Christ directed His proclamation to the spirits, not human beings, otherwise he would have used psuchai (“souls”) instead of pneumasin, a word the New Testament never uses to refer to people except when qualified by a genitive (e.g., Heb. 12:23; “the spirits of the righteous”).
Ever since the fall of Satan and his demons, there has been an ongoing cosmic conflict between the angelic forces of good and evil (cf. Job 1–2; Dan. 10:13; Zech. 3:1; Eph. 6:16; Rev. 12:3–4; 16:12–14). After the devil’s apparent victory in inducing Adam and Eve (and consequently all their descendants) to fall into sin (Gen. 3:1–7; Rom. 5:12–14), God promised to the Evil One himself eventual destruction by Messiah, who would triumph with a crushing victory over him, despite suffering a minor wound from him (Gen. 3:15). Satan therefore sought to prevent this by the genocide of the Jews (cf. Est. 3:1–4:3) and the destruction of the Messianic line itself during the time of Joash (2 Chron. 22:10–12; cf. 23:3, 12–21). When all that failed, he attempted to kill the infant Messiah (Matt. 2:16–18). Thwarted at that, he tried to tempt Christ Himself to abandon His mission (Matt. 4:1–11; Luke 4:1–13). Later, Satan incited the Jewish leaders and their followers to mob action that resulted in the Lord’s crucifixion (Mark 15:6–15). The diabolical Jewish leaders even saw to it that Jesus’ tomb was guarded lest He exit the grave (Matt. 27:63–66). The demons may have been celebrating their seeming victory in the wake of Christ’s death and burial—but only to soon be profoundly and permanently disappointed when the living Christ Himself arrived. The angelic spirits Christ was to address were now in prison (phulakē; an actual place of imprisonment, not merely a condition).
At the present time believers must struggle against the powers of the unbound demon forces as those forces influence them through the corrupt world system over which Satan has rule. The apostle Paul told the Ephesian church, “Our struggle is not against flesh and blood, but against the rulers, against the powers, against the world forces of this darkness, against the spiritual forces of wickedness in the heavenly places” (Eph. 6:12), which clearly says that the demonic hierarchy is actively and freely conducting its evil work in the world. It was not to such unbound spirits, but to the bound demons that Christ went to announce His triumph.
The book of Revelation calls this prison the “bottomless pit,” literally the “pit of the abyss.” Some analysis of Revelation 9:1–2 provides further understanding of the prison and its captive subjects.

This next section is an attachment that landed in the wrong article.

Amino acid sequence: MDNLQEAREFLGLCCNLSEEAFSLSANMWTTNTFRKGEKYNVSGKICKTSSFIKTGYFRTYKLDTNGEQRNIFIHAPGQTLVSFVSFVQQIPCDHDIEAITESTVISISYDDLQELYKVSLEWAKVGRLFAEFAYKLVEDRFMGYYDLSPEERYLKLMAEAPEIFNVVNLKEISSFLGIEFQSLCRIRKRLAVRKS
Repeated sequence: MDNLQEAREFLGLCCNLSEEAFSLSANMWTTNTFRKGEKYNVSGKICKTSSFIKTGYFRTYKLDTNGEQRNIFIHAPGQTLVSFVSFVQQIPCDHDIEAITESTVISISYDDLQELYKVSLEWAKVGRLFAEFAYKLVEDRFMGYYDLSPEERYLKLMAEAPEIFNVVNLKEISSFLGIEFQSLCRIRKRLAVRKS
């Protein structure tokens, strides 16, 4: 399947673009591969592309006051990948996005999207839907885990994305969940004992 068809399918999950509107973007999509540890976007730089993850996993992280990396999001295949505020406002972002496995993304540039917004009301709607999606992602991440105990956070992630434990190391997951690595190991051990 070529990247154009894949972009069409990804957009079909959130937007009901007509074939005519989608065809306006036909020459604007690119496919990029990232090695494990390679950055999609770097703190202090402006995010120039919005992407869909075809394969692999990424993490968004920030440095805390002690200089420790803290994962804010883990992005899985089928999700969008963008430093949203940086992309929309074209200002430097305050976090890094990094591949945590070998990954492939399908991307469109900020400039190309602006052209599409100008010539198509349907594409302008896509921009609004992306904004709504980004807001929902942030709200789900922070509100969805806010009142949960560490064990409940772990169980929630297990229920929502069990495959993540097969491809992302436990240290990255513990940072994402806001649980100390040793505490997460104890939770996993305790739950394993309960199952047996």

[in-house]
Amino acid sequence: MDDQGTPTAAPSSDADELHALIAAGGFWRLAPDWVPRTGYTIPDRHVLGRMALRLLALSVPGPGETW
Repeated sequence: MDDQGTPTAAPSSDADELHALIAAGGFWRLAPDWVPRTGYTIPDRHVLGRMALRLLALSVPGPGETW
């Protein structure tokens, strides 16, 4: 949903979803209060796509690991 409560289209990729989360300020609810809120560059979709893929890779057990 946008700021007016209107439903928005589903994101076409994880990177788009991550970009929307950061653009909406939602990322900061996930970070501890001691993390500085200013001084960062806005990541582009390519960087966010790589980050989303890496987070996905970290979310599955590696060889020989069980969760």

With his theater of operations now restricted to the earth, and his time running out (cf. 12:12), Satan will now seek to marshal all of his demonic hosts—those already on earth, those cast to earth with him, and those incarcerated in the bottomless pit (literally “the pit of the abyss”). Abussos (bottomless) appears seven times in Revelation, always in reference to the abode of incarcerated demons (cf. 9:2, 11; 11:7; 17:8). Satan himself will be held prisoner there during the Millennium, chained and locked up with the other demonic prisoners (20:1, 3).
Scripture teaches that God has sovereignly chosen to incarcerate certain demons in that pit of punishment. Second Peter 2:4 says that “God did not spare angels when then sinned, but cast them into hell and committed them to pits of darkness, reserved for judgment.” The phrase “cast them into hell” is a participle derived from the Greek noun Tartarus. Just as Jesus used a term for hell derived from the Jewish vernacular (Gehenna; cf. Matt. 5:22), so Peter chose a term from Greek mythology with which his readers would be familiar. Tartarus was the name used in Greek literature for the place where the worst sinners, those who had offended the gods personally, went after death and were punished. The place where God keeps demons imprisoned is actually different from the imaginary place of Greek mythology. Yet the use of the term Tartarus does seem to convey the idea that because of the heinousness of their sin, God has imprisoned certain fallen angels in such a place of severest torment and isolation. They remain in that place, awaiting their sentencing to final punishment in the eternal lake of fire (Rev. 20:10, 13–14).
The demons incarcerated in the abyss are undoubtedly the most wicked, vile, and perverted of all the fallen angels. Jude describes some of them as “angels who did not keep their own domain, but abandoned their proper abode,” noting that God “has kept [them] in eternal bonds under darkness for the judgment of the great day, just as Sodom and Gomorrah and the cities around them, since they in the same way as these indulged in gross immorality and went after strange flesh, are exhibited as an example in undergoing the punishment of eternal fire” (Jude 6–7). That passage describes certain fallen angels who left the angelic domain to indulge in sexual sin with humans, just as the men of Sodom and Gomorrah attempted to engage in perverted sex with angels (Gen. 19:1, 4–5).
Peter reveals when this angelic sin occurred: